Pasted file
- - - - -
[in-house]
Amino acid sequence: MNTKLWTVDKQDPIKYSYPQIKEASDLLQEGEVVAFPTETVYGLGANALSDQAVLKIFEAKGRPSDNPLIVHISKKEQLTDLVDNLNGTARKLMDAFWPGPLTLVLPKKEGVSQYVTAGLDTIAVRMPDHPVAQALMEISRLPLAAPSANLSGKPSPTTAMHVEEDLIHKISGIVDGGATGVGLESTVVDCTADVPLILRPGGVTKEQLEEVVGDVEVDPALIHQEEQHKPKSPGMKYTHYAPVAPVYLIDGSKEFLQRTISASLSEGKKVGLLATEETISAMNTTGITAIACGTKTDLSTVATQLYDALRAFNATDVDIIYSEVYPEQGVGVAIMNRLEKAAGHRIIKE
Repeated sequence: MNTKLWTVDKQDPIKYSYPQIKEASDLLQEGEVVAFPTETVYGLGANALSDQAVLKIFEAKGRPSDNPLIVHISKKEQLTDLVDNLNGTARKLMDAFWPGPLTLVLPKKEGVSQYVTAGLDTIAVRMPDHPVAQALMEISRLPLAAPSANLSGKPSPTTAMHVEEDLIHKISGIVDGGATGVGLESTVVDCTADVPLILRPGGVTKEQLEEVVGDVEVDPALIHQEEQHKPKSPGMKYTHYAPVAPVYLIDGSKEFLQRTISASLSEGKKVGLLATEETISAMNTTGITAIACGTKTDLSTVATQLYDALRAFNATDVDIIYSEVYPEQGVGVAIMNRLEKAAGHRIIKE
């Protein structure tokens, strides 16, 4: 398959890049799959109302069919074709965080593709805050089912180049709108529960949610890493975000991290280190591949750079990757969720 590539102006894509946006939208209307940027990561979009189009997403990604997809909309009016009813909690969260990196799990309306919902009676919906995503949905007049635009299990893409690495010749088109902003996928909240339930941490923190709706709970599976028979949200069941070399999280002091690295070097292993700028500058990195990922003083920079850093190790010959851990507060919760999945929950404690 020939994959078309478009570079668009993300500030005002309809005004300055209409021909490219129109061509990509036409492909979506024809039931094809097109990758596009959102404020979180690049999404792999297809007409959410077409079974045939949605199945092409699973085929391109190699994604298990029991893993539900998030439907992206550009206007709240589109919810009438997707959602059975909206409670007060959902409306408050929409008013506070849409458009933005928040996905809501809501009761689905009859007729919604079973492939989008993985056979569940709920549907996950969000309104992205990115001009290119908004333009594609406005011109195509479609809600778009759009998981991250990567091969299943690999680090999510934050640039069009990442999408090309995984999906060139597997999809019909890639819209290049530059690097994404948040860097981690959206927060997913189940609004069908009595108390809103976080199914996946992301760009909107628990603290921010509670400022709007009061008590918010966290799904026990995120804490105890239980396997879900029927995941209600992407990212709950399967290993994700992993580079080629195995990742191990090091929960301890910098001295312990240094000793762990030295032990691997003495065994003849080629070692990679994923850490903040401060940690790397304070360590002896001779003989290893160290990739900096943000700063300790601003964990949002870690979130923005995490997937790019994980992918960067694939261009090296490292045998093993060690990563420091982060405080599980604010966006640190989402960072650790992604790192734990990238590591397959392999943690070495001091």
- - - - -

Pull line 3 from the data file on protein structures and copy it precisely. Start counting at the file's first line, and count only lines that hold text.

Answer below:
Repeated sequence: MNTKLWTVDKQDPIKYSYPQIKEASDLLQEGEVVAFPTETVYGLGANALSDQAVLKIFEAKGRPSDNPLIVHISKKEQLTDLVDNLNGTARKLMDAFWPGPLTLVLPKKEGVSQYVTAGLDTIAVRMPDHPVAQALMEISRLPLAAPSANLSGKPSPTTAMHVEEDLIHKISGIVDGGATGVGLESTVVDCTADVPLILRPGGVTKEQLEEVVGDVEVDPALIHQEEQHKPKSPGMKYTHYAPVAPVYLIDGSKEFLQRTISASLSEGKKVGLLATEETISAMNTTGITAIACGTKTDLSTVATQLYDALRAFNATDVDIIYSEVYPEQGVGVAIMNRLEKAAGHRIIKE